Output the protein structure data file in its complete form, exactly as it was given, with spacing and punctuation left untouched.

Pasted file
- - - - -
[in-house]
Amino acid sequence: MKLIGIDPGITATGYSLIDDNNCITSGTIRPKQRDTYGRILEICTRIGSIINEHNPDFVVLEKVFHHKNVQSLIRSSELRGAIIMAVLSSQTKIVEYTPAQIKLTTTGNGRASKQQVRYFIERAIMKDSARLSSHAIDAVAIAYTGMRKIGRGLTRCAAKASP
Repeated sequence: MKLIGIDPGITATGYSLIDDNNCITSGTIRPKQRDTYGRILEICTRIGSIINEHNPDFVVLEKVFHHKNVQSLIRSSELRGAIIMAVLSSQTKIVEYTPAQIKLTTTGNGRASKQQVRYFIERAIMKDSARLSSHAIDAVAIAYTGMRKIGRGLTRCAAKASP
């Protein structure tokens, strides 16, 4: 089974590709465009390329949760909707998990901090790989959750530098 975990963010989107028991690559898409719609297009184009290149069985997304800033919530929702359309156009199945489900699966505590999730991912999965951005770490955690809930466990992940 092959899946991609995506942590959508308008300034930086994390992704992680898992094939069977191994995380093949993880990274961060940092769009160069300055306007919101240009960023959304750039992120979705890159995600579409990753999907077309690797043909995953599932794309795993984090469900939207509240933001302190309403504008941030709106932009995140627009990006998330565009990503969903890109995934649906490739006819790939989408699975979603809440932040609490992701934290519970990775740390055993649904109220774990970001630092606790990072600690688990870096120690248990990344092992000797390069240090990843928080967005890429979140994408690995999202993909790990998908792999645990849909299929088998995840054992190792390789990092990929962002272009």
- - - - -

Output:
[in-house]
Amino acid sequence: MKLIGIDPGITATGYSLIDDNNCITSGTIRPKQRDTYGRILEICTRIGSIINEHNPDFVVLEKVFHHKNVQSLIRSSELRGAIIMAVLSSQTKIVEYTPAQIKLTTTGNGRASKQQVRYFIERAIMKDSARLSSHAIDAVAIAYTGMRKIGRGLTRCAAKASP
Repeated sequence: MKLIGIDPGITATGYSLIDDNNCITSGTIRPKQRDTYGRILEICTRIGSIINEHNPDFVVLEKVFHHKNVQSLIRSSELRGAIIMAVLSSQTKIVEYTPAQIKLTTTGNGRASKQQVRYFIERAIMKDSARLSSHAIDAVAIAYTGMRKIGRGLTRCAAKASP
């Protein structure tokens, strides 16, 4: 089974590709465009390329949760909707998990901090790989959750530098 975990963010989107028991690559898409719609297009184009290149069985997304800033919530929702359309156009199945489900699966505590999730991912999965951005770490955690809930466990992940 092959899946991609995506942590959508308008300034930086994390992704992680898992094939069977191994995380093949993880990274961060940092769009160069300055306007919101240009960023959304750039992120979705890159995600579409990753999907077309690797043909995953599932794309795993984090469900939207509240933001302190309403504008941030709106932009995140627009990006998330565009990503969903890109995934649906490739006819790939989408699975979603809440932040609490992701934290519970990775740390055993649904109220774990970001630092606790990072600690688990870096120690248990990344092992000797390069240090990843928080967005890429979140994408690995999202993909790990998908792999645990849909299929088998995840054992190792390789990092990929962002272009």